Melatonin promotes osteoblastic differentiation through the BMP/ERK/Wnt signaling pathways.
ABSTRACT Although melatonin has a variety of biological actions such as antitumor, antiangiogenic, and antioxidant activities, the osteogenic mechanism of melatonin still remains unclear. Thus, in the present study, the molecular mechanism of melatonin was elucidated in the differentiation of mouse osteoblastic MC3T3-E1 cells. Melatonin enhanced osteoblastic differentiation and mineralization compared to untreated controls in preosteoblastic MC3T3-E1 cells. Also, melatonin increased wound healing and dose-dependently activated osteogenesis markers such as runt-related transcription factor 2 (Runx2), osteocalcin (OCN), bone morphogenic protein (BMP)-2 and -4 in MC3T3-E1 cells. Of note, melatonin activated Wnt 5 α/β, β-catenin and the phosphorylation of c-Jun N-terminal kinase (JNK), and extracellular signal-regulated kinase (ERK) in a time-dependent manner while it attenuated phosphorylation of glycogen synthase kinase 3 beta (GSK-3β) in MC3T3-E1 cells. Consistently, confocal microscope observation revealed that BMP inhibitor Noggin blocked melatonin-induced nuclear localization of β-catenin. Furthermore, Western blotting showed that Noggin reversed activation of β-catenin and Wnt5 α/β and suppression of GSK-3β induced by melatonin in MC3T3-E1 cells, which was similarly induced by ERK inhibitor PD98059. Overall, these findings demonstrate that melatonin promotes osteoblastic differentiation and mineralization in MC3T3-E1 cells via the BMP/ERK/Wnt pathways.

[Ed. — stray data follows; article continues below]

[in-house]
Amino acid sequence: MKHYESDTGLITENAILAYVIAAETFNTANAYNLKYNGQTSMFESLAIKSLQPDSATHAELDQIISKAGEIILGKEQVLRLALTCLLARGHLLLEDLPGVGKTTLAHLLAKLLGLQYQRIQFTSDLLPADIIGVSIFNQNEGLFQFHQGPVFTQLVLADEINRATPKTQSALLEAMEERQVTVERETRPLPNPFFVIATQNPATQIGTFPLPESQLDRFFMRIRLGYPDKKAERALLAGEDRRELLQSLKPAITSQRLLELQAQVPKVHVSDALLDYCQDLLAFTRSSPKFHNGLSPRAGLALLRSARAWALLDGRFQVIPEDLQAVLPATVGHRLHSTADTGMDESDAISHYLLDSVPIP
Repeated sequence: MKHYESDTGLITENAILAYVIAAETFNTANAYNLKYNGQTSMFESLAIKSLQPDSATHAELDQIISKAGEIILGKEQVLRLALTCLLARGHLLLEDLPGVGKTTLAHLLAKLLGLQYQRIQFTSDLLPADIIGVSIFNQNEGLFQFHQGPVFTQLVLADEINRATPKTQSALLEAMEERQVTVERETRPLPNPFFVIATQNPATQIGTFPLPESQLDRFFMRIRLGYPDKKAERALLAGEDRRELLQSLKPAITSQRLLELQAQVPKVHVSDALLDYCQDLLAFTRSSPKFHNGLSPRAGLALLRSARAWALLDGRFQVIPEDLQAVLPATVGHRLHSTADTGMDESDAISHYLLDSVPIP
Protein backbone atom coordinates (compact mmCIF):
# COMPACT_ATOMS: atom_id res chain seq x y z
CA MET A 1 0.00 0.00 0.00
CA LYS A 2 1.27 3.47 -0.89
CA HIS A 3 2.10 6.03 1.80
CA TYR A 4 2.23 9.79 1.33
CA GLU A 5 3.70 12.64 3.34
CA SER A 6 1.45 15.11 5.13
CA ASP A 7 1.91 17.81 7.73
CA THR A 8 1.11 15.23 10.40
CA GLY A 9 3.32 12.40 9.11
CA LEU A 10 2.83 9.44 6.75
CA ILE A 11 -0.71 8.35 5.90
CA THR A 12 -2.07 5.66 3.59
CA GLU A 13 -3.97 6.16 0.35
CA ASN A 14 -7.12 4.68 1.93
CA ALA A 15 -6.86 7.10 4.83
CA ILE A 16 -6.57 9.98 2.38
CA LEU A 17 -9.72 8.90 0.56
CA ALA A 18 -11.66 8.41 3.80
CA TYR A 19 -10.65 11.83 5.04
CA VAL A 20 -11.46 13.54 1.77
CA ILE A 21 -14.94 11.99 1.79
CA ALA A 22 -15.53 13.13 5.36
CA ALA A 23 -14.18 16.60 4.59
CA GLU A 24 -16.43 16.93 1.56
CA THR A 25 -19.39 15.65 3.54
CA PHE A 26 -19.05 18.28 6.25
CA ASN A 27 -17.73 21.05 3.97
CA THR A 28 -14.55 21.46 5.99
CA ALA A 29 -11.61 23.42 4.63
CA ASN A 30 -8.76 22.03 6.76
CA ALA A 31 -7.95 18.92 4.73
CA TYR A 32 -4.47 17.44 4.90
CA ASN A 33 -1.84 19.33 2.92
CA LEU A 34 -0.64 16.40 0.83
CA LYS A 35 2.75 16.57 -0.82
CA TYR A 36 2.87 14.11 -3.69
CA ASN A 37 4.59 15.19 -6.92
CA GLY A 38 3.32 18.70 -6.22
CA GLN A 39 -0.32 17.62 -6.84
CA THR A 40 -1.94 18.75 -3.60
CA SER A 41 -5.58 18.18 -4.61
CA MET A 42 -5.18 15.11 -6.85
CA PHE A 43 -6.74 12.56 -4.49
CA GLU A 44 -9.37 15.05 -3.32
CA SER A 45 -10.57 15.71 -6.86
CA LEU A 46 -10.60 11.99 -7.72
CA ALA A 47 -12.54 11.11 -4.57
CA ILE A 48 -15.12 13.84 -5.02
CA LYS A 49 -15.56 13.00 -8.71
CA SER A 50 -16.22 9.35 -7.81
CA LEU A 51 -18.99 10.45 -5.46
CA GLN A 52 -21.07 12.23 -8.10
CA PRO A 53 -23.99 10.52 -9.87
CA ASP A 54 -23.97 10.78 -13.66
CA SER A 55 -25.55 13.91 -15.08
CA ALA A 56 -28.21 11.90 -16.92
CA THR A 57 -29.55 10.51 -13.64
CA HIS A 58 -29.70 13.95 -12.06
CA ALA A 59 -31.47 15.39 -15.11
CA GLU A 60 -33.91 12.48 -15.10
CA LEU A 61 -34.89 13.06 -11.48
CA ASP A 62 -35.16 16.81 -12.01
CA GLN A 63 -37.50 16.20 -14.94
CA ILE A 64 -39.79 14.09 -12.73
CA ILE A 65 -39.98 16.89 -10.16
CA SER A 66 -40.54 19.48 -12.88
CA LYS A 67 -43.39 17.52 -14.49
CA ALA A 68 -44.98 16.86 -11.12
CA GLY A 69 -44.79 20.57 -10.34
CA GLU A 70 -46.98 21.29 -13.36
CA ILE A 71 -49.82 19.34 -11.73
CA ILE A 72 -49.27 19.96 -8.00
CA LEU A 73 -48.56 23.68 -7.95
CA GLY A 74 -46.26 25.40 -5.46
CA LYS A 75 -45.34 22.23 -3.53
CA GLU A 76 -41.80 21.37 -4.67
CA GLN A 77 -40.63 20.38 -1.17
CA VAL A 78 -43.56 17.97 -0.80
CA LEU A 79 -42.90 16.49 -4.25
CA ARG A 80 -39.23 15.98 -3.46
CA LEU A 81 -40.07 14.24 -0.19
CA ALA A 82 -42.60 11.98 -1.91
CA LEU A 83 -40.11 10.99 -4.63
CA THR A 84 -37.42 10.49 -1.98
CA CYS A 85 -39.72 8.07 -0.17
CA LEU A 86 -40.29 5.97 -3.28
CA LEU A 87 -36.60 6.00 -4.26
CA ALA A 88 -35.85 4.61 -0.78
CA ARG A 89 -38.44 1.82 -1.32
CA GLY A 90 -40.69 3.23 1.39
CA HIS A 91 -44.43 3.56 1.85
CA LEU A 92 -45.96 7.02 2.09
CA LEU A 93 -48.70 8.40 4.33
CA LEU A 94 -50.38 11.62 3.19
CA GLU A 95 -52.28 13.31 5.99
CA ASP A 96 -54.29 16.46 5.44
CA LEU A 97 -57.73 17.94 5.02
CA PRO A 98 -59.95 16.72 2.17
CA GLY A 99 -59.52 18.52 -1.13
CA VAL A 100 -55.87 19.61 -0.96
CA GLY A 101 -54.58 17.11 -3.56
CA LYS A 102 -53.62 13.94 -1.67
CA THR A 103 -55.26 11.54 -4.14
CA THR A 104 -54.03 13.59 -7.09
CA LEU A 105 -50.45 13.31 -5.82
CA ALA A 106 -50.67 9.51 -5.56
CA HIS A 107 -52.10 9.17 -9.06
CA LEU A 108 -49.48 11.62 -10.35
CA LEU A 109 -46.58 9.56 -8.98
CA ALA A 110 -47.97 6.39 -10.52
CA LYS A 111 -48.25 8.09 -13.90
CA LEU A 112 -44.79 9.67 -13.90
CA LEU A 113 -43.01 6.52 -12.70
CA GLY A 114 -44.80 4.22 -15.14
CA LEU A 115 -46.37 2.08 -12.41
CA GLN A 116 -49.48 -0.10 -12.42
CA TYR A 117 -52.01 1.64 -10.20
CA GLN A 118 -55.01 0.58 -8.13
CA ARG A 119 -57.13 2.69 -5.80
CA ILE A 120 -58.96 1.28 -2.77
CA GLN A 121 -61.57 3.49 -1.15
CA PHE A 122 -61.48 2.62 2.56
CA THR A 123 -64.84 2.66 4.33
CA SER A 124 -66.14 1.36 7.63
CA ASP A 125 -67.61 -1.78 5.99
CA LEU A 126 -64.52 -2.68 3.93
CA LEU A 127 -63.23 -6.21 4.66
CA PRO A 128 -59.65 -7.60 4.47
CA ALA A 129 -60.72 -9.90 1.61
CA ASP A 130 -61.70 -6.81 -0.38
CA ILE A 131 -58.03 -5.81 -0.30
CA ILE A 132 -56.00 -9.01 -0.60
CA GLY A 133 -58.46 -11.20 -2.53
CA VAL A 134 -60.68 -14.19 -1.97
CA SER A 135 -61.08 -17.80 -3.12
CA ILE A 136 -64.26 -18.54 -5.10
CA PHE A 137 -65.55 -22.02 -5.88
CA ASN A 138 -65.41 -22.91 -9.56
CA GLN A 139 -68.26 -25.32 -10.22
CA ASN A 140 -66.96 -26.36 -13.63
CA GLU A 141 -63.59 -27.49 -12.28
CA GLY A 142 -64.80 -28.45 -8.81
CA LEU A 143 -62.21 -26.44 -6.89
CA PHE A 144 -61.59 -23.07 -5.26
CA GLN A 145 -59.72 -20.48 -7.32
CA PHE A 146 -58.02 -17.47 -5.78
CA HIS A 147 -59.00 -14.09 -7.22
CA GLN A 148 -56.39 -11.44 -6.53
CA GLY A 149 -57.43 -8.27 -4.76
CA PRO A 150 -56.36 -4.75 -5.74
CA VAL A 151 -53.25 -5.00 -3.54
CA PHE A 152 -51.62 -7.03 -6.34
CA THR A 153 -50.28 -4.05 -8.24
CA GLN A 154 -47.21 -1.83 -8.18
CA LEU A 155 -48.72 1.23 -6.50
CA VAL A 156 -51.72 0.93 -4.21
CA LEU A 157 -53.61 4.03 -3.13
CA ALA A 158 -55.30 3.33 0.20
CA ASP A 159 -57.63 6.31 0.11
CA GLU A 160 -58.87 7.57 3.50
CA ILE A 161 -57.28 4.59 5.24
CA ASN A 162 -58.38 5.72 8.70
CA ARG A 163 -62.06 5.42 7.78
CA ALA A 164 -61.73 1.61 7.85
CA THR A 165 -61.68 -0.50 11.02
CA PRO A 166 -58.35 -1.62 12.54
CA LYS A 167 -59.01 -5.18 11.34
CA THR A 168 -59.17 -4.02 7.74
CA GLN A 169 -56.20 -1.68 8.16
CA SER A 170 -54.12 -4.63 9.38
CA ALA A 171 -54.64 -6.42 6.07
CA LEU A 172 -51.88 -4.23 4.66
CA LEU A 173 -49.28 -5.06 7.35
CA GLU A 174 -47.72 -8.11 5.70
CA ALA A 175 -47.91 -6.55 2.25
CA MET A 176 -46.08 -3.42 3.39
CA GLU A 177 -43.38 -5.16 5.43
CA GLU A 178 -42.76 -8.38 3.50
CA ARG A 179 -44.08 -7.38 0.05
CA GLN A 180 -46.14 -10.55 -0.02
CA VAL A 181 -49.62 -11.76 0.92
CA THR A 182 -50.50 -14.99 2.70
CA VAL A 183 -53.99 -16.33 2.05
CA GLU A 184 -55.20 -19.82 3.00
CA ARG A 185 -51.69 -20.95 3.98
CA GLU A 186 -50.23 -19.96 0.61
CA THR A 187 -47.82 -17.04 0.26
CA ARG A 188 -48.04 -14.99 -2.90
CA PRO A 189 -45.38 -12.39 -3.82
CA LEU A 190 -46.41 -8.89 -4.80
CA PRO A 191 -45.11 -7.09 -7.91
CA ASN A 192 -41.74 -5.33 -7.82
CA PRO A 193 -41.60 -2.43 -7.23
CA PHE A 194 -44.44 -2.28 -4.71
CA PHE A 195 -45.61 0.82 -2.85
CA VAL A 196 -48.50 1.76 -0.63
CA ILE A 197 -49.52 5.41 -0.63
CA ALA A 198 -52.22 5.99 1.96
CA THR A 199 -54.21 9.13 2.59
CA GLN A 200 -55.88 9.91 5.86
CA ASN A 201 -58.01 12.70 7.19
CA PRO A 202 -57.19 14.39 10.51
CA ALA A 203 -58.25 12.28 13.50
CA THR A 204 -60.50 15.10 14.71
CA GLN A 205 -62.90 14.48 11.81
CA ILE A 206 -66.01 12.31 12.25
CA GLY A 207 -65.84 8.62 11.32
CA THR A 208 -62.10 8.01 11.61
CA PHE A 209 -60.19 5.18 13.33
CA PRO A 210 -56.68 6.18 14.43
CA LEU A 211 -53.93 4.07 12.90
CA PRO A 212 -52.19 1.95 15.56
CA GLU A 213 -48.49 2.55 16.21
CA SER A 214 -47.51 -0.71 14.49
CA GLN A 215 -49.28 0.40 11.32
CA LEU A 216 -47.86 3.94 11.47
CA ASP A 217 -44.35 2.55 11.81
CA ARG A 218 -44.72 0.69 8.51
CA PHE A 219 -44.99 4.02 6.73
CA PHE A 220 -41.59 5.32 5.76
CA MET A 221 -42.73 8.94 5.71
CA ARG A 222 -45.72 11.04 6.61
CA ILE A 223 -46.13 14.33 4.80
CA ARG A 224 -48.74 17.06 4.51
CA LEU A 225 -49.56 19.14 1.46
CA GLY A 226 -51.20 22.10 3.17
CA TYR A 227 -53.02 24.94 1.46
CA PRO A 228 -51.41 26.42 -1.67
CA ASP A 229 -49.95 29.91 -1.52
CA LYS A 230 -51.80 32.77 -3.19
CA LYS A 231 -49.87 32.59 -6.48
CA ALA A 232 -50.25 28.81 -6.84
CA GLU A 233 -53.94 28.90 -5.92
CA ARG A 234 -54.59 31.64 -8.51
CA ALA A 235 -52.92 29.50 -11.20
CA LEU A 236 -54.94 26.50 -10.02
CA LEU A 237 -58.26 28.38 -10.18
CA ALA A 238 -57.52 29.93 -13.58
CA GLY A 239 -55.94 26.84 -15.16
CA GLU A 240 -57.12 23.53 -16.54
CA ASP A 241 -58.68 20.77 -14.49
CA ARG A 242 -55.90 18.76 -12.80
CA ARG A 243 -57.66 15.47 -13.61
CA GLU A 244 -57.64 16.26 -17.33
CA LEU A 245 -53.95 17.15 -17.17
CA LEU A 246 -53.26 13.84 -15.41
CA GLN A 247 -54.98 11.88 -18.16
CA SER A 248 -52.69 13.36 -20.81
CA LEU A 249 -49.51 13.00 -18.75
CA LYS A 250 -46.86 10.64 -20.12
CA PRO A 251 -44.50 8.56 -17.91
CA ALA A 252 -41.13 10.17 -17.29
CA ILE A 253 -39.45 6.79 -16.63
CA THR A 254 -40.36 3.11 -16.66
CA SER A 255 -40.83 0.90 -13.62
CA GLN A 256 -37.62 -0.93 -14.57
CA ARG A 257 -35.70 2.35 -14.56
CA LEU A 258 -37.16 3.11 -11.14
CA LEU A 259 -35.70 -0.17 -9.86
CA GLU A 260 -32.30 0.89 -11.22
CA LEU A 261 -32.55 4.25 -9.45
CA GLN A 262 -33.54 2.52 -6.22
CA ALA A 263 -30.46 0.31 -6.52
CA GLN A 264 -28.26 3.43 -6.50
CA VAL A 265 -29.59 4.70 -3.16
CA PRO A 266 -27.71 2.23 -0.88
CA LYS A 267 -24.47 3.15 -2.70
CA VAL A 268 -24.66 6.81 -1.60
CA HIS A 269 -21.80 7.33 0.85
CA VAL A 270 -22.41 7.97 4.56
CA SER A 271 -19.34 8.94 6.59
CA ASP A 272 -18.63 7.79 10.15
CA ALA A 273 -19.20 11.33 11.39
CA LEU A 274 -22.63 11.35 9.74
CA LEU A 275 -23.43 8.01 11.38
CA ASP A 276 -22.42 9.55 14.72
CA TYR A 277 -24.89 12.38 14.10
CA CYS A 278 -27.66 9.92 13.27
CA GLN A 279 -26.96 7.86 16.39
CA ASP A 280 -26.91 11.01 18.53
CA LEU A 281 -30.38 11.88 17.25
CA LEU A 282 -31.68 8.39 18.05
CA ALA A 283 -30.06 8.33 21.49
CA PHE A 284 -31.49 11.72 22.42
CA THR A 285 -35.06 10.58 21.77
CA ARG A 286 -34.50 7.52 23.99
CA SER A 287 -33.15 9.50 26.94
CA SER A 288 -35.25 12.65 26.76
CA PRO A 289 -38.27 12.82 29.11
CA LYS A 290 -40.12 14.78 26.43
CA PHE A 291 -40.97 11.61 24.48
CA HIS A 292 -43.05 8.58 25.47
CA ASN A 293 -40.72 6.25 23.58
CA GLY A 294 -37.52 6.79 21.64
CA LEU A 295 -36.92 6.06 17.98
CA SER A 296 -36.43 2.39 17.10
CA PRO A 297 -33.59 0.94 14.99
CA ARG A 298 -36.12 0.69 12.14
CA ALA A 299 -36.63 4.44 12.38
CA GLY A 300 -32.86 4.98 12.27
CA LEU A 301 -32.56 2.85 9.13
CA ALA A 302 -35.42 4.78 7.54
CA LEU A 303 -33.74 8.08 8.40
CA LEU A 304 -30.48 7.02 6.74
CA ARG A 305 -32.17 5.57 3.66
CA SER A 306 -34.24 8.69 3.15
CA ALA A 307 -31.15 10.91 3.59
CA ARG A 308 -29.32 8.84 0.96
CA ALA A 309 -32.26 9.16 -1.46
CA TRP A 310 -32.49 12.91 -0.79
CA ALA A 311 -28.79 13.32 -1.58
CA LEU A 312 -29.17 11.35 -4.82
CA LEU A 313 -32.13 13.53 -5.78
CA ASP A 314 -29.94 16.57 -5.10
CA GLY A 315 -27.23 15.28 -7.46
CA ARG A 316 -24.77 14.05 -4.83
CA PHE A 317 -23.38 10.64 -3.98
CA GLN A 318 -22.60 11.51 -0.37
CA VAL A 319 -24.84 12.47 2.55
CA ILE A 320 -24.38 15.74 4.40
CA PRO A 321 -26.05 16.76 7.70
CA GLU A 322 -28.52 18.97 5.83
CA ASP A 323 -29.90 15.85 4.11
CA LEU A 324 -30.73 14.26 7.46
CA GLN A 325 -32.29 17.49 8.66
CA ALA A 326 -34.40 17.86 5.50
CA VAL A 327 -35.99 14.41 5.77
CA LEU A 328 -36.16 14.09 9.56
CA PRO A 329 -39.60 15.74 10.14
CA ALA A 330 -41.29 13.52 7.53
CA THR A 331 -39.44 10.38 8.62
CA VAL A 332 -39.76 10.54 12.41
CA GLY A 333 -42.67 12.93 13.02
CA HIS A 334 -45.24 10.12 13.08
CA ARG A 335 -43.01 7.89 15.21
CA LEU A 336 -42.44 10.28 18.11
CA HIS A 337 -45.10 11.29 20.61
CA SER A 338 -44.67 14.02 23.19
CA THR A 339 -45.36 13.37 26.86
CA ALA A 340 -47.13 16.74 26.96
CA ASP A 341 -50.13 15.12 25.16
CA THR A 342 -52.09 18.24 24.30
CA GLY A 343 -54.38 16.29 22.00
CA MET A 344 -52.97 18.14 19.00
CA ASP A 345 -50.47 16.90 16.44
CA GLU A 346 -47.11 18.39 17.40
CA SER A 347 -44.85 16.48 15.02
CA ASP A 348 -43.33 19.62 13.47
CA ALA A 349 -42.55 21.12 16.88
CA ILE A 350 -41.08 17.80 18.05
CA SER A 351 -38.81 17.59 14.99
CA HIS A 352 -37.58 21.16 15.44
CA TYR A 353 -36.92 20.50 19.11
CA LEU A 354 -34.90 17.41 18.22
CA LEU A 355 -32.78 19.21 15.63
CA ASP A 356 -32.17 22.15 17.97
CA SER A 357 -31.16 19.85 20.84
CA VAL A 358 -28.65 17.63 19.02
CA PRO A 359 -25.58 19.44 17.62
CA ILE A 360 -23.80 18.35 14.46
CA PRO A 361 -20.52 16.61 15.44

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ABSTRACT: Kirenol has been reported to possess anti-oxidant, anti-inflammatory, anti-allergic, anti-adipogenic, and anti-arthritic activities; however, its effect on osteoblast differentiation has not yet been reported. The aim of the present study was to evaluate the effect of kirenol on osteoblast differentiation through activation of the bone morphogenetic protein (BMP) and Wnt/β-catenin signaling pathways in MC3T3-E1 cells. Kirenol markedly promoted alkaline phosphatase (ALP) activity and mineralization. Kirenol not only increased the expression of osteoblast differentiation markers, such as ALP, type I collagen (ColA1), and osteopontin (OPN), but also increased the expression of osteoprotegerin/receptor activator of nuclear factor kappa B ligand (OPG/RANKL) ratio. The effects of kirenol on osteoblast differentiation were accompanied by stimulating the expression of the BMP and Wnt/β-catenin signaling pathways, including BMP2, runt-related transcription factor 2 (Runx2), osterix (Osx), low density lipoprotein receptor related protein 5 (LRP5), disheveled 2 (DVL2), β-catenin, cyclin D1 (CCND1), and phosphorylated glycogen synthase kinase 3β (GSK3β). In addition, kirenol up-regulated the expression of β-catenin, CCND1, ALP, and ColA1 which were down-regulated by siRNA knockdown of β-catenin. Overall, these results demonstrate that kirenol is capable of promoting osteoblast differentiation in MC3T3-E1 cells through activation of the BMP and Wnt/β-catenin signaling pathways, suggesting that it is a potential candidate target for treating or preventing osteoporosis.Fitoterapia 01/2014; · 2.23 Impact Factor